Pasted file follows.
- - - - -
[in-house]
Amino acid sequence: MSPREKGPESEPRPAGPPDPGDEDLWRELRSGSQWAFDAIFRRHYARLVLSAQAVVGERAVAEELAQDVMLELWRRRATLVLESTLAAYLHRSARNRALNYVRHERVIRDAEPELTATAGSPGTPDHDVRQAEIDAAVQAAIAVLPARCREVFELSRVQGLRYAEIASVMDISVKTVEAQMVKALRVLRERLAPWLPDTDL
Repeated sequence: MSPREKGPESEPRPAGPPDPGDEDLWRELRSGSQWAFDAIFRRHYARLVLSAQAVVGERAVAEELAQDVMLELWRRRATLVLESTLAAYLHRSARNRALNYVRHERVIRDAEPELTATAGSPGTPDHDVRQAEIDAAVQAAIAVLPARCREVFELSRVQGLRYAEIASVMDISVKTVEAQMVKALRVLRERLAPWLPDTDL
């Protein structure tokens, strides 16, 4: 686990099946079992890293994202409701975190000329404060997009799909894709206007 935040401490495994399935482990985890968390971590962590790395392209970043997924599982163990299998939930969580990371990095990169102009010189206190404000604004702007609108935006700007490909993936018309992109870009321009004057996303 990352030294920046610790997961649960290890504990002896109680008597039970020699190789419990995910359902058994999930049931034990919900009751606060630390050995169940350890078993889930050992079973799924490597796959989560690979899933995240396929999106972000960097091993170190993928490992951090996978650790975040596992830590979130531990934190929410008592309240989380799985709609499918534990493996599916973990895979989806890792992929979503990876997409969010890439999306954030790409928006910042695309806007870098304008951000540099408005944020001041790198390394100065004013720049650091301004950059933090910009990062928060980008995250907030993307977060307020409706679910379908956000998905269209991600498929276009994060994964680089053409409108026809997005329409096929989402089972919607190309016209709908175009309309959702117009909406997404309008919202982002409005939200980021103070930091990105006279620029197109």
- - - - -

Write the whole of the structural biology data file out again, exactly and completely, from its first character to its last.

[in-house]
Amino acid sequence: MSPREKGPESEPRPAGPPDPGDEDLWRELRSGSQWAFDAIFRRHYARLVLSAQAVVGERAVAEELAQDVMLELWRRRATLVLESTLAAYLHRSARNRALNYVRHERVIRDAEPELTATAGSPGTPDHDVRQAEIDAAVQAAIAVLPARCREVFELSRVQGLRYAEIASVMDISVKTVEAQMVKALRVLRERLAPWLPDTDL
Repeated sequence: MSPREKGPESEPRPAGPPDPGDEDLWRELRSGSQWAFDAIFRRHYARLVLSAQAVVGERAVAEELAQDVMLELWRRRATLVLESTLAAYLHRSARNRALNYVRHERVIRDAEPELTATAGSPGTPDHDVRQAEIDAAVQAAIAVLPARCREVFELSRVQGLRYAEIASVMDISVKTVEAQMVKALRVLRERLAPWLPDTDL
């Protein structure tokens, strides 16, 4: 686990099946079992890293994202409701975190000329404060997009799909894709206007 935040401490495994399935482990985890968390971590962590790395392209970043997924599982163990299998939930969580990371990095990169102009010189206190404000604004702007609108935006700007490909993936018309992109870009321009004057996303 990352030294920046610790997961649960290890504990002896109680008597039970020699190789419990995910359902058994999930049931034990919900009751606060630390050995169940350890078993889930050992079973799924490597796959989560690979899933995240396929999106972000960097091993170190993928490992951090996978650790975040596992830590979130531990934190929410008592309240989380799985709609499918534990493996599916973990895979989806890792992929979503990876997409969010890439999306954030790409928006910042695309806007870098304008951000540099408005944020001041790198390394100065004013720049650091301004950059933090910009990062928060980008995250907030993307977060307020409706679910379908956000998905269209991600498929276009994060994964680089053409409108026809997005329409096929989402089972919607190309016209709908175009309309959702117009909406997404309008919202982002409005939200980021103070930091990105006279620029197109």